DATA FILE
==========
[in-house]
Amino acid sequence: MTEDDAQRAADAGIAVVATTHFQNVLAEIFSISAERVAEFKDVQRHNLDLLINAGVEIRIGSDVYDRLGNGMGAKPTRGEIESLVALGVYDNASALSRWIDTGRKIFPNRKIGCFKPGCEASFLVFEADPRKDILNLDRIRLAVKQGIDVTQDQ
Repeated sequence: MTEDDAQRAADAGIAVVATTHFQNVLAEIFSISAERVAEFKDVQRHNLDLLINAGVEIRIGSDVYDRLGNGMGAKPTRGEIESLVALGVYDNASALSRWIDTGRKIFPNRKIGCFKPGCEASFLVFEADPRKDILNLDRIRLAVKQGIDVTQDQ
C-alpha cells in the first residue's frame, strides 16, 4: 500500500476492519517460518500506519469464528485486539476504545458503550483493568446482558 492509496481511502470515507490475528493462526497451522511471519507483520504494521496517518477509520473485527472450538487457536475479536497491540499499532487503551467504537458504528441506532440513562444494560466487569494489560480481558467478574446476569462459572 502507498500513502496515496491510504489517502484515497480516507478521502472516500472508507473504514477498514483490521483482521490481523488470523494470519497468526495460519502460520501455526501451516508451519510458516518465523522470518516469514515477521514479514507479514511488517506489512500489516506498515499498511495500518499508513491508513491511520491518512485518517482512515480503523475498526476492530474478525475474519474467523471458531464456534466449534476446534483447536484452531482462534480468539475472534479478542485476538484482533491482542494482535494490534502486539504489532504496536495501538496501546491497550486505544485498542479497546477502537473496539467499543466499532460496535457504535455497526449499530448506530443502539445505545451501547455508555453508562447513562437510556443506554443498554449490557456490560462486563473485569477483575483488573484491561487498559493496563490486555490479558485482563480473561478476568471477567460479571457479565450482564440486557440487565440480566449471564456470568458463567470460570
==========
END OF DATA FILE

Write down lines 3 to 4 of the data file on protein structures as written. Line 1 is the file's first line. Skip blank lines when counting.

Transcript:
Repeated sequence: MTEDDAQRAADAGIAVVATTHFQNVLAEIFSISAERVAEFKDVQRHNLDLLINAGVEIRIGSDVYDRLGNGMGAKPTRGEIESLVALGVYDNASALSRWIDTGRKIFPNRKIGCFKPGCEASFLVFEADPRKDILNLDRIRLAVKQGIDVTQDQ
C-alpha cells in the first residue's frame, strides 16, 4: 500500500476492519517460518500506519469464528485486539476504545458503550483493568446482558 492509496481511502470515507490475528493462526497451522511471519507483520504494521496517518477509520473485527472450538487457536475479536497491540499499532487503551467504537458504528441506532440513562444494560466487569494489560480481558467478574446476569462459572 502507498500513502496515496491510504489517502484515497480516507478521502472516500472508507473504514477498514483490521483482521490481523488470523494470519497468526495460519502460520501455526501451516508451519510458516518465523522470518516469514515477521514479514507479514511488517506489512500489516506498515499498511495500518499508513491508513491511520491518512485518517482512515480503523475498526476492530474478525475474519474467523471458531464456534466449534476446534483447536484452531482462534480468539475472534479478542485476538484482533491482542494482535494490534502486539504489532504496536495501538496501546491497550486505544485498542479497546477502537473496539467499543466499532460496535457504535455497526449499530448506530443502539445505545451501547455508555453508562447513562437510556443506554443498554449490557456490560462486563473485569477483575483488573484491561487498559493496563490486555490479558485482563480473561478476568471477567460479571457479565450482564440486557440487565440480566449471564456470568458463567470460570